What Notice to Give When ending a Tenancy in Australia

Find out everything you need to know about ending or terminating a tenancy and the required notice periods.

Everything you need to know about ending a tenancy in Australia including notice periods and conditions.

Whether you’re ending your lease because it has come to the end of its term period or if you need to terminate it earlier than expected - understanding when and how a tenancy ends is important. 

What does 'ending' or 'terminating' a tenancy involve?

You must understand your obligations when ending a tenancy agreement so that you can ensure that the process goes smoothly and you're doing things the right way. Ending or terminating a tenancy in Australia involves adhering to the legislation and regulations set by each state or territory.

The first step in ending the tenancy is to serve written notice to the tenant. The amount of notice required will depend on the length of time they have been renting, as well as the type of rental agreement that was signed and the state or territory your property is in.

Generally speaking, any agreement with a fixed end date will require 60 days' notice, while agreements without an end date may require 90 days' notice. These timelines vary depending on the state or territory in which your property is in.

The guidelines by state or territory

When ending a tenancy, it is important to know the different rules and laws that apply in each state and territory. While some of the protocols for terminating a tenancy are similar between states, some differences must be considered when navigating the process.

See the links below to access the relevant information for each Australian state:

  • NSW
  • QLD
  • VIC
  • TAS
  • WA
  • ACT
  • NT

What are the main reasons to end a tenancy?

There are many reasons you may want to end a tenancy, but the two most common reasons are:

  • The Fixed-term lease is coming to an end. When a fixed-term agreement is coming to an end, you must provide your tenants with notice if you wish for them to vacate. The notice period depends on your state but usually, it's at least 30 days.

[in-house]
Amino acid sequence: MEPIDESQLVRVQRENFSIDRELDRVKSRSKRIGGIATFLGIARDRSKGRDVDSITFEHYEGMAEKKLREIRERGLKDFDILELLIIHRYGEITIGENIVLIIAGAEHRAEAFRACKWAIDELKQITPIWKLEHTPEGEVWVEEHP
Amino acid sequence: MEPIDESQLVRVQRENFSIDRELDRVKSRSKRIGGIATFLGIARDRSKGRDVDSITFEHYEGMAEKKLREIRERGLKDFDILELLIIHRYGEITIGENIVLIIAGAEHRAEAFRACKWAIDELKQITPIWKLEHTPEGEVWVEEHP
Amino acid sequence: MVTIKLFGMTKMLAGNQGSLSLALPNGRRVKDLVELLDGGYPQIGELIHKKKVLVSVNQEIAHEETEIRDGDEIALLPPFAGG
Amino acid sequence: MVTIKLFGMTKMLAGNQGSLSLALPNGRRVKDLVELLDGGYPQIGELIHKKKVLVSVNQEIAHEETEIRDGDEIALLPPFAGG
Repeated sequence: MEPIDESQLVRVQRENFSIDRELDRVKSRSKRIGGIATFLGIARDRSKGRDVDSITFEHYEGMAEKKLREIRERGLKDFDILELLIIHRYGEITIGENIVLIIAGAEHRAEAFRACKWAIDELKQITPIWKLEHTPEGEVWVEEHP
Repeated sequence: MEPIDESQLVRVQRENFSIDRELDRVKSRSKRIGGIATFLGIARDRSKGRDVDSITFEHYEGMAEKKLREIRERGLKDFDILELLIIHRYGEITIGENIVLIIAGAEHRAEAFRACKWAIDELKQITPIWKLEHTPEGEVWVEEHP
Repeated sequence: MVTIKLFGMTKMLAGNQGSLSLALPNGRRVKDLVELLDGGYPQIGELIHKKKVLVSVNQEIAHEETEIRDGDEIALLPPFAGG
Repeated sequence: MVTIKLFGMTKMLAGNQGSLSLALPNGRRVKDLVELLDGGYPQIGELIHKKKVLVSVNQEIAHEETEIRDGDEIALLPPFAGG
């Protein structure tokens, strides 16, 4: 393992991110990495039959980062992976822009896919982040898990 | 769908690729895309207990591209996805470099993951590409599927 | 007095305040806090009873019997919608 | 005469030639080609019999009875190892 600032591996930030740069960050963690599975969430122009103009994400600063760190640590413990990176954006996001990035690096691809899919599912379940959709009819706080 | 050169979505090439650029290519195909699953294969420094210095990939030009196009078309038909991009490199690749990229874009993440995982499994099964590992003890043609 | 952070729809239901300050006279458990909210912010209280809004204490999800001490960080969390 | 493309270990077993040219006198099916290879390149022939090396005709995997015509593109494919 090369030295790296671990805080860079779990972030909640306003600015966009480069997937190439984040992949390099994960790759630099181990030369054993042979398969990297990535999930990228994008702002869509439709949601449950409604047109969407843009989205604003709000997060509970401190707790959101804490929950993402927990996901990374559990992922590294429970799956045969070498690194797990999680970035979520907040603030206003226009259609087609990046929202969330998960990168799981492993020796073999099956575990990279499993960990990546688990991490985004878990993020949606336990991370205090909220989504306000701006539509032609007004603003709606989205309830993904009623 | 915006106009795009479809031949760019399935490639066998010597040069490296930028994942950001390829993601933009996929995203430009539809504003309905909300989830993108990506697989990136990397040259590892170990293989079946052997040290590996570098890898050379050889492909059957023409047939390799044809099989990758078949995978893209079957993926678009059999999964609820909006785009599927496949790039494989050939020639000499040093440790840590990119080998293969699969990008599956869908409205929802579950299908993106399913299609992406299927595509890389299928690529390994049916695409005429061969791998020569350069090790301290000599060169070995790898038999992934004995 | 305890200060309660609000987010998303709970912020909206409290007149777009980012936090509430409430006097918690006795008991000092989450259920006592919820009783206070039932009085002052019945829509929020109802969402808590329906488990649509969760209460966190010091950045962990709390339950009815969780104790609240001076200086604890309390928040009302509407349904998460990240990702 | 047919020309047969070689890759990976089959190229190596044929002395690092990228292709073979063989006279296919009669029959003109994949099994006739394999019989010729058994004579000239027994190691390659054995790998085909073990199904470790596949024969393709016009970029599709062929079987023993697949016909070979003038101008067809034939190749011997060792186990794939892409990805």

• The tenancy is in a periodic arrangement and notice has been given. You can typically end a periodic term tenancy at any point as long as you provide the tenant with at least 14 days notice in writing. This gives the tenant enough time to find alternative accommodation and move out. Tenants can also end this type of agreement by giving the landlord notice.

Find out the steps you need to take when a tenancy ends in our End of Tenancy Guide for Property Owners.

What are some other reasons you or your tenant can end a tenancy? 

  • By mutual agreement. Ending a tenancy by mutual agreement with your tenant can be relatively straightforward provided both parties are open to communication and willing to understand each other's needs. 
  • Tenant breaking a lease.  If a tenant wishes to break their lease, it is important that the correct notice is given as per the lease agreement. The tenant may be liable to pay a break lease fee or pay advertising costs until a new tenant is found. Conditions depend on what is written in the Lease Agreement and the state your property is in. Find more info here.
  • Breach of the tenancy. If a tenant breaches the terms of their tenancy agreement such as for non-payment of rent, there may be cause to end the tenancy. In most cases, this will involve issuing a notice to vacate to the tenant and requiring them to move out of the property within a given period.